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Industrial deafness » Young people and deafness

An increasing number of people are being allowed to listen to music in the workplace, especially in offices for work that doesnt involve using the phone. As a rule of thumb, if other employees can hear the music, then the sound level is too high. Manufacturers are taking the reports seriously by introducing volume limiters into models they produce so that consumers cannot sue them for deafness.

Employers in some industrial and construction environments are also allowing employees to listen to music while they work to keep them happy and motivated. Loud machinery combined with even louder amplified music can cause significant ear damage and can contribute to industrial deafness.

Lack of awareness about ear sensitivity and damage to the ear canal contributes to the amount of exposure to loud music people are willing to experience. Visiting noisy bars for work and social events can contribute further to hearing loss.

Young people working in bars and pubs or in the music industry have the worst deal of all, being subjected to significantly loud music on a fairly consistent basis.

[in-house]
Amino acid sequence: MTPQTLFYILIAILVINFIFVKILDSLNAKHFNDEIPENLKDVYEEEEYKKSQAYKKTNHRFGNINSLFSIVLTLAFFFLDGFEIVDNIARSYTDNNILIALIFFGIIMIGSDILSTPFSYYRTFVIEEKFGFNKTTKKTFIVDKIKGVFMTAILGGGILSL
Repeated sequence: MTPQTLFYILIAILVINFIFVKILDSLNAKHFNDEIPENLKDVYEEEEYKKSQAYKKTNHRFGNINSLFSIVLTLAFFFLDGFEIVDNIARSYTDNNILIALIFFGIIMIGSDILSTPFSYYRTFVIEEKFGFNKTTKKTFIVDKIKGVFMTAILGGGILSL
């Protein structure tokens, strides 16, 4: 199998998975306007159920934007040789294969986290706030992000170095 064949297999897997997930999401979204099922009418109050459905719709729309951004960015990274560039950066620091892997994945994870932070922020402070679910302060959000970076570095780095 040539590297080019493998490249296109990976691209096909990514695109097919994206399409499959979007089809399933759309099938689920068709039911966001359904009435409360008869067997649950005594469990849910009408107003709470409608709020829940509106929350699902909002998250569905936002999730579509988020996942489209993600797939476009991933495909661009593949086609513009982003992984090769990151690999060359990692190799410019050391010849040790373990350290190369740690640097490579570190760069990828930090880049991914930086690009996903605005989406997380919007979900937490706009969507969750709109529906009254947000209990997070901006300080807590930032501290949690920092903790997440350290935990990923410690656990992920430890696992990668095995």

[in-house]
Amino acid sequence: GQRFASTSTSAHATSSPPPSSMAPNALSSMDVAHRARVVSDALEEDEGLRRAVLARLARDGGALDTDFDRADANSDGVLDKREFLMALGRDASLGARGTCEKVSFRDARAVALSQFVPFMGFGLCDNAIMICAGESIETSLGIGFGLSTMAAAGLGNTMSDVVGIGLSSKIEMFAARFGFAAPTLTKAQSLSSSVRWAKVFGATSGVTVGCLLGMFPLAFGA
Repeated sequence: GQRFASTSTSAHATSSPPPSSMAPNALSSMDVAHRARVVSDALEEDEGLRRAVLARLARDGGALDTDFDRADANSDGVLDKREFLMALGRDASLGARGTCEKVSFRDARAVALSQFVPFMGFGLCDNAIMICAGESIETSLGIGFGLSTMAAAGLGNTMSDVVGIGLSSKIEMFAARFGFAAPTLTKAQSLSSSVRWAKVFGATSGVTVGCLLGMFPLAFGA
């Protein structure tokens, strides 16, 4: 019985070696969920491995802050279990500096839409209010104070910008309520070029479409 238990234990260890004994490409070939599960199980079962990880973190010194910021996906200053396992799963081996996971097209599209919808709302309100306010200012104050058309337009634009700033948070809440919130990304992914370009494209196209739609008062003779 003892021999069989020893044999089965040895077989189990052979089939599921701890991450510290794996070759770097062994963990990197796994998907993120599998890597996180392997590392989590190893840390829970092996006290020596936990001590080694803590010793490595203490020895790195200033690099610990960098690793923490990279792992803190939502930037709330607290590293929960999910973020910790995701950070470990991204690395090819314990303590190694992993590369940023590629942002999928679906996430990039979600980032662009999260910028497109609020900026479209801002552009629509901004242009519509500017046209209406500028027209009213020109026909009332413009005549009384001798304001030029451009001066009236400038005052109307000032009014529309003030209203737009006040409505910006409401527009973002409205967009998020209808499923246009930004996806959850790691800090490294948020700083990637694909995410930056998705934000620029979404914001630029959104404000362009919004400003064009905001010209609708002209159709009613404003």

A third of workers in jobs with high noise levels leave work with impaired hearing and 20 % suffer from tinnitus. The Noise at Work Regulations state employers must take specific steps to reduce noise hazards. For more information about the regulations, visit the HSE website at www.hse.gov.uk.

Many young people suffer from deafness as a result of excessive exposure to noise at work. Over the years, the daily barrage of amplified sound can take its toll and cause irreparable damage to the ear canal.

Our panel of no win, no fee solicitors have extensive experience in industrial deafness and personal injury claims and an excellent success rate.

Fill out an online claim form or call us now on 01582 437070 for free legal advice and to set your compensation claim in motion.